Michigan State’s recent defeat to upset-machine Indiana notwithstanding, the Spartans have shocked a lot of people with how productive and generally strong they’ve been in 2012. Despite losing a couple of key veteran pieces and being giving zero to no shot at being competitive this year, Michigan State has ridden likely Big Ten Player of the Year Draymond Green’s leadership and talent, and Tom Izzo consistent poise all the way to a share of the conference title.
You don’t get a National Championship for that, though.
No, despite the fact that a team in the Spartans was able to rattle off 15 wins in a row at one point early in the year — after losing its first two games, no less — and outperform just about everyone’s expectations en route to a guaranteed slot at the Big Dance, everyone knows that the real work still lays ahead. Especially Izzo, Michigan State’s indubitable head coach who has won three conference titles in the last three years and seven all time. National titles won in that timespan? Zero. National Championships won since taking over as head coach in 1995? One.
Everyone knows that come year’s end, Michigan State’s unique and unexpected rise over the course of the regular season will be irrelevant. Only one thing matters in sports, college or pro – championships.
The Spartans have risen to unforeseen prominence this year the same way most of Izzo’s teams do – by playing good defense and rebounding the ball well. On the year, the squad is averaging just shy of 39 rebounds per game, a figure good enough for first place in the Big Ten and 21st in the country. On the defensive end, Michigan State is limiting opposing teams’ production to just under 38 percent, good enough for second in the Big Ten and third in the nation.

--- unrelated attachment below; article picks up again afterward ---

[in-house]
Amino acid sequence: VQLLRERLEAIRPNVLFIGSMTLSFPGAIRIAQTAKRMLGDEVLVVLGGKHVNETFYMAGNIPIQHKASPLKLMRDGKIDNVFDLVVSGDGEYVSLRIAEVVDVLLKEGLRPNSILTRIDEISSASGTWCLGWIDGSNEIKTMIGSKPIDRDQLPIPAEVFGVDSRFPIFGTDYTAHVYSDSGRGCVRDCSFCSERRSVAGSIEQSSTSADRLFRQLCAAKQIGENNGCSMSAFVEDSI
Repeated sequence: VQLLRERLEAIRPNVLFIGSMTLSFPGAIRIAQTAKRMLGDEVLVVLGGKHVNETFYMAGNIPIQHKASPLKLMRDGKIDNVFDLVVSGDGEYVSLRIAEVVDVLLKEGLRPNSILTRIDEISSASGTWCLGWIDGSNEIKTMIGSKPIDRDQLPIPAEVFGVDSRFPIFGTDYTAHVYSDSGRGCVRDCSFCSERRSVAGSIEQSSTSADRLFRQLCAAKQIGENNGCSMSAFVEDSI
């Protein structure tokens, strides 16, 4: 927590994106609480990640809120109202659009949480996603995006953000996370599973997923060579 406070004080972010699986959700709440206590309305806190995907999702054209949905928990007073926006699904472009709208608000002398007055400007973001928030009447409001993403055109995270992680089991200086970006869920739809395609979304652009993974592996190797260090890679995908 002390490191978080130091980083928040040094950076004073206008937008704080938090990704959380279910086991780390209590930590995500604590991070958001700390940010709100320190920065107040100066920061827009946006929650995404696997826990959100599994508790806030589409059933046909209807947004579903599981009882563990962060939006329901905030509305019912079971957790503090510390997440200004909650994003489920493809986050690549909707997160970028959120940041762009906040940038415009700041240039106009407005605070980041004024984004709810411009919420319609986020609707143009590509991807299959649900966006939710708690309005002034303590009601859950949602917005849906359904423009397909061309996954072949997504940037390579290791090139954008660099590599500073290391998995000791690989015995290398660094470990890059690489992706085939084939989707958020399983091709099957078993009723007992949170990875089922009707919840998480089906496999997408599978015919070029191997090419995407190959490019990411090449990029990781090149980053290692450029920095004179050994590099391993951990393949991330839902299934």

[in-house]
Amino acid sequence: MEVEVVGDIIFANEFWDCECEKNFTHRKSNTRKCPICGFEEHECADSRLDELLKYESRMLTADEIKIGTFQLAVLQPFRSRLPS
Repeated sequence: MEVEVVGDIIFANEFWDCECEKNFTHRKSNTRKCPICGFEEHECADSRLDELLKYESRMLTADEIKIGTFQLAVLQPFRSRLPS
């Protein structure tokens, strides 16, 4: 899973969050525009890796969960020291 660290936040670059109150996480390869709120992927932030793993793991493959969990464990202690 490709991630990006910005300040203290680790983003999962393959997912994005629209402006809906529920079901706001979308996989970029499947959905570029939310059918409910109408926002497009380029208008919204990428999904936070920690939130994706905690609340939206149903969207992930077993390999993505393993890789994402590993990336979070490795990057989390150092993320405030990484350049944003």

Offensively the Spartans draw comparisons to their biggest star – they’re not flashy but they get the job done. For the year, the squad is averaging almost 72 points per game, good enough for fourth in the Big Ten. Similarly, Green’s 16.1 points on 41 percent shooting and 10 rebounds per game don’t jump off the page anymore than, say, Jared Sullinger’s do, but the impact and value of those numbers is incomparable.
Michigan State doesn’t feel like a National Championship contender, and that’s probably why the team only has 10/1 odds to win the NCAA Tournament this year. But nobody envisioned the Spartans having the type of success that they’ve had up to this point either. If this team plays to maximum capacity come March Madness – watch out.